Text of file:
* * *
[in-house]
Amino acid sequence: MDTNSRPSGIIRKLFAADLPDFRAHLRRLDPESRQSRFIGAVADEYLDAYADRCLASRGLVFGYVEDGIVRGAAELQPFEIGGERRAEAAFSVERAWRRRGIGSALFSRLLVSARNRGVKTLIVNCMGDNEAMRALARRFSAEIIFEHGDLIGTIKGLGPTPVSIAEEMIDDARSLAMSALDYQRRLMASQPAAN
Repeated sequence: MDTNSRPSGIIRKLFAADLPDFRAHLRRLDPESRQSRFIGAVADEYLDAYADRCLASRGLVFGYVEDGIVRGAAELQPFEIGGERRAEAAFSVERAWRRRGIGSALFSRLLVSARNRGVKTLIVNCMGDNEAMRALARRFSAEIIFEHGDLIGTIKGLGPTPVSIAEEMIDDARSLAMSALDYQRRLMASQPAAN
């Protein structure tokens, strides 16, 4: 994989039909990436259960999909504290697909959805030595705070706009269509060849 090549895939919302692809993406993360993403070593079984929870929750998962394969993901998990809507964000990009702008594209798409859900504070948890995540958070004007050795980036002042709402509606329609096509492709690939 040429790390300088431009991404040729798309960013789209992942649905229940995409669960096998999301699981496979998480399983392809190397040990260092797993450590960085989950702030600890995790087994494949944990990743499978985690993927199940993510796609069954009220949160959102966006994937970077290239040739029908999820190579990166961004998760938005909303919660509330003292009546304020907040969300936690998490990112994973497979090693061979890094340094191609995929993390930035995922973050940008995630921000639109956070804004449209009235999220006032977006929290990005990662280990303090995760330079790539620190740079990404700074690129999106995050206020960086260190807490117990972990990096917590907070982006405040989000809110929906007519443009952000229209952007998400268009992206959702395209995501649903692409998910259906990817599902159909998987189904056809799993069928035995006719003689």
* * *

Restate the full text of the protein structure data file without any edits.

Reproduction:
[in-house]
Amino acid sequence: MDTNSRPSGIIRKLFAADLPDFRAHLRRLDPESRQSRFIGAVADEYLDAYADRCLASRGLVFGYVEDGIVRGAAELQPFEIGGERRAEAAFSVERAWRRRGIGSALFSRLLVSARNRGVKTLIVNCMGDNEAMRALARRFSAEIIFEHGDLIGTIKGLGPTPVSIAEEMIDDARSLAMSALDYQRRLMASQPAAN
Repeated sequence: MDTNSRPSGIIRKLFAADLPDFRAHLRRLDPESRQSRFIGAVADEYLDAYADRCLASRGLVFGYVEDGIVRGAAELQPFEIGGERRAEAAFSVERAWRRRGIGSALFSRLLVSARNRGVKTLIVNCMGDNEAMRALARRFSAEIIFEHGDLIGTIKGLGPTPVSIAEEMIDDARSLAMSALDYQRRLMASQPAAN
């Protein structure tokens, strides 16, 4: 994989039909990436259960999909504290697909959805030595705070706009269509060849 090549895939919302692809993406993360993403070593079984929870929750998962394969993901998990809507964000990009702008594209798409859900504070948890995540958070004007050795980036002042709402509606329609096509492709690939 040429790390300088431009991404040729798309960013789209992942649905229940995409669960096998999301699981496979998480399983392809190397040990260092797993450590960085989950702030600890995790087994494949944990990743499978985690993927199940993510796609069954009220949160959102966006994937970077290239040739029908999820190579990166961004998760938005909303919660509330003292009546304020907040969300936690998490990112994973497979090693061979890094340094191609995929993390930035995922973050940008995630921000639109956070804004449209009235999220006032977006929290990005990662280990303090995760330079790539620190740079990404700074690129999106995050206020960086260190807490117990972990990096917590907070982006405040989000809110929906007519443009952000229209952007998400268009992206959702395209995501649903692409998910259906990817599902159909998987189904056809799993069928035995006719003689």